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Cinema: Desert Song

4 minute read
Jay Cocks



Screenplay by ALAN JAY LERNER

This is a lithe, joyful, poignant musical and not just for kids. The presence of Stanley Donen guarantees that adults will enjoy The Little Prince as well. In fact, they will probably enjoy it more.

Donen is a director of sophistication and invention whose entertainments like Charade and Two for the Road are object lessons in how to craft the kind of movies they are not supposed to be making any more—movies that are smart, funny and piquant. Because Donen’s films are usually so polished, there is a tendency to think of him as a specialist in after-dinner-mint amusements, but that designation does him an injustice. It ignores the abounding vitality and brassiness of On the Town, Singin’ in the Rain and It’s Always Fair Weather —all co-directed with Gene Kelly, and each among the greatest of film musicals. The Little Prince is the work of a master of the musical form.

The movie is an adaptation of Antoine de Saint-Exupéry’s visionary fairy tale about a pilot, crash-landed in the Sahara, who confronts his own innocence in the form of a very young man of royalty from a distant planet. The score is by Alan Jay Lerner and Frederick Loewe—their first collaboration since Camelot in 1960. The music misses the simple, rhapsodic melancholy Saint-Exupéry achieved in his prose, but it excels at capturing the pilot’s wistfulness, the Little Prince’s spirit and their joy in finding each other.

Donen has animated the songs with great skill, and knows exactly how and when to play a number big, and at just what point simplicity will best carry it. There is at least one show-stopper—a song and dance by a snake which, quite appropriately, is inclined toward sibilance—and a sequence of unadorned magic, when the pilot folds a piece of paper into a megaphone and croons a wistful ballad, ’20s style.

Richard Kiley plays the pilot nicely, but with perhaps a shade too much theatrical!ty Steven Warner, as the Little Prince, is one of those faultless English child actors who seem incapable of a disingenuous moment. The rest of the small cast is made up of worthies the Little Prince meets on his trip past the lesser galactic bodies toward earth—Victor Spinetti as a historian, Clive Revill as a businessman who claims he owns all the stars, Graham Crowden as a general without a single soldier in his army Once on earth, the Little Prince meets a shy, friendly fox (Gene Wilder) and the aforementioned snake, played by Bob Fosse, who choreographed his own number He dances it with such undulating grace and molten charm that the show, for the moment, is stolen.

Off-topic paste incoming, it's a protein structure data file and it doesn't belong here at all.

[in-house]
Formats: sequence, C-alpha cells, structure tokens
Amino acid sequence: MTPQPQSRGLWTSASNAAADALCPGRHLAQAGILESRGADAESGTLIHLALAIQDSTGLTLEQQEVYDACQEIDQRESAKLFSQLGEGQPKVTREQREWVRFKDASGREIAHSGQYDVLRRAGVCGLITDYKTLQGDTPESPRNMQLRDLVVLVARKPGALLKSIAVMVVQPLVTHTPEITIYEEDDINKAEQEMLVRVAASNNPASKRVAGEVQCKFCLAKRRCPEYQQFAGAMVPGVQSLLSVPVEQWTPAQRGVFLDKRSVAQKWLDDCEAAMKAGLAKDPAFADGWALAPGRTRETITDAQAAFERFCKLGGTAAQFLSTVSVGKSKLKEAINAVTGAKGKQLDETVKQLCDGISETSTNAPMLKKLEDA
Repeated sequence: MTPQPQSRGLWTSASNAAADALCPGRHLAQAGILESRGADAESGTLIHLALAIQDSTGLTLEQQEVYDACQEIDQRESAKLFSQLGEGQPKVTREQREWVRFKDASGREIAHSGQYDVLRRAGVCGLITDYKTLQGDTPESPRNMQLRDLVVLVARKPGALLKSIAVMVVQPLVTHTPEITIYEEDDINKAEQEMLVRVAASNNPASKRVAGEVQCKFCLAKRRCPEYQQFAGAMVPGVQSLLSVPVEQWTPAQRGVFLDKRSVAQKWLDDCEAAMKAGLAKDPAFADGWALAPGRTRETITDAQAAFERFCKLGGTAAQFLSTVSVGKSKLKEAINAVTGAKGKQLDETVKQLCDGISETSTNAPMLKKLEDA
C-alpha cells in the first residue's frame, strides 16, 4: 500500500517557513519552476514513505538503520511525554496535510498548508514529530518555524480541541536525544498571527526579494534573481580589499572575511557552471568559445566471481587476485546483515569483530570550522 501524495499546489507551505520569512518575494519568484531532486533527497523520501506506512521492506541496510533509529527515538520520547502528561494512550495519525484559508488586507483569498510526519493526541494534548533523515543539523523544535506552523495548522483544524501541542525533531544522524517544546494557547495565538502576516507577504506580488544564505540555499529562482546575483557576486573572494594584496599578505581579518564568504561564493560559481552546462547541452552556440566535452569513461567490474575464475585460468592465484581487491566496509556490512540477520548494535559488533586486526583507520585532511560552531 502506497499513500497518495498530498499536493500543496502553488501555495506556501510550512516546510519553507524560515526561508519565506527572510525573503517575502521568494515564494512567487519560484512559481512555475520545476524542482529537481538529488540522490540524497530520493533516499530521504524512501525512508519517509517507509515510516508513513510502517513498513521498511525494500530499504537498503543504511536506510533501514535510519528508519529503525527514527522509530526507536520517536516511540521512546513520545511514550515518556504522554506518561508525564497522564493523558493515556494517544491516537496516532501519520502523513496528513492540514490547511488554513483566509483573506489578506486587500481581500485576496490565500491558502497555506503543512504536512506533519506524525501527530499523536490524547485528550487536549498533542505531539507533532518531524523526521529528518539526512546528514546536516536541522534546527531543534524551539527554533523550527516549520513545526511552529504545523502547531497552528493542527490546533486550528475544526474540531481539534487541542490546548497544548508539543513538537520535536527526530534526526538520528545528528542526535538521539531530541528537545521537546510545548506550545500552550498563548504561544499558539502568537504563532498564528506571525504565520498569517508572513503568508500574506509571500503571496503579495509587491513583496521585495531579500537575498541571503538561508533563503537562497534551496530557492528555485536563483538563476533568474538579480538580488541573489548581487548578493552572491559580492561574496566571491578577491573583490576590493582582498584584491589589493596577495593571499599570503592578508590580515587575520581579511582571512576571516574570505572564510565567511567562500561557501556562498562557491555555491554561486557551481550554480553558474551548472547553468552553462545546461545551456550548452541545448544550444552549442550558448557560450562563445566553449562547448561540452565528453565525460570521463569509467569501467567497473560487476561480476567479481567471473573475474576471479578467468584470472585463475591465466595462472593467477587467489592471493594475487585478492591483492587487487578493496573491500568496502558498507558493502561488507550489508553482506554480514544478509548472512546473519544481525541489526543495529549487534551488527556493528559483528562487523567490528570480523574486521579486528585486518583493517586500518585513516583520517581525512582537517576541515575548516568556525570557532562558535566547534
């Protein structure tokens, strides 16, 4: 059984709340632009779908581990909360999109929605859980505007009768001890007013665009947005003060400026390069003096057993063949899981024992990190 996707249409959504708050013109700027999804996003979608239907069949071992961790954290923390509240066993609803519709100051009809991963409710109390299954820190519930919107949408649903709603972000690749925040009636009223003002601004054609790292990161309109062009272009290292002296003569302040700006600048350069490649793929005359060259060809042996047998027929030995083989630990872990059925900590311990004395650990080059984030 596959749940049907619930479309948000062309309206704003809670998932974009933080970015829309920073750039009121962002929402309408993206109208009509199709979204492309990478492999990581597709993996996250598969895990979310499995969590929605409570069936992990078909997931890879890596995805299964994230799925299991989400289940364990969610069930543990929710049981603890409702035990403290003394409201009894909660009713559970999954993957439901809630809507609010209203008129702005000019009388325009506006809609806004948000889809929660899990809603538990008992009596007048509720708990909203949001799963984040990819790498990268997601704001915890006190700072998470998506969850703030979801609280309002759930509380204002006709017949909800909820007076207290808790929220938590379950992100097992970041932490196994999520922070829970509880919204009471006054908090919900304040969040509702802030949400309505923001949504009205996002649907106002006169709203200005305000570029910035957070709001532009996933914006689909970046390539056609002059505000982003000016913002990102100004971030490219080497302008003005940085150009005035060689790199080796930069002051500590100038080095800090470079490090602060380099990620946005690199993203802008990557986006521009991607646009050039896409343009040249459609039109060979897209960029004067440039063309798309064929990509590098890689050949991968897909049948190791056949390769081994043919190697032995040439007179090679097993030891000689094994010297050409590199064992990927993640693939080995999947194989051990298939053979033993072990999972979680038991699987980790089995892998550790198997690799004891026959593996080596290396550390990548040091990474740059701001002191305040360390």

Difficult Challenge. The story’s rather inconsistent mysticism stumbles into sentimentality once or twice, but Donen makes even that seductive. He has made no attempt to mimic Saint-Exupéry’s eloquent line drawings. Instead, he has some of them reproduced when the pilot does sketches on a note pad for the Little Prince. It is an act of friendly homage that devotees of the book will like as much as Donen’s fidelity to the fragile spirit of the original. He has in fact pulled off a rather difficult challenge. The visual style of the film is lush (parts were photographed in the southern Tunisian desert), but there are no big production numbers, since there are never more than two characters on-screen at once. The Little Prince is thus something in the way of a gentle coup, a musical of both ebullience and intimacy “

Jay Cocks

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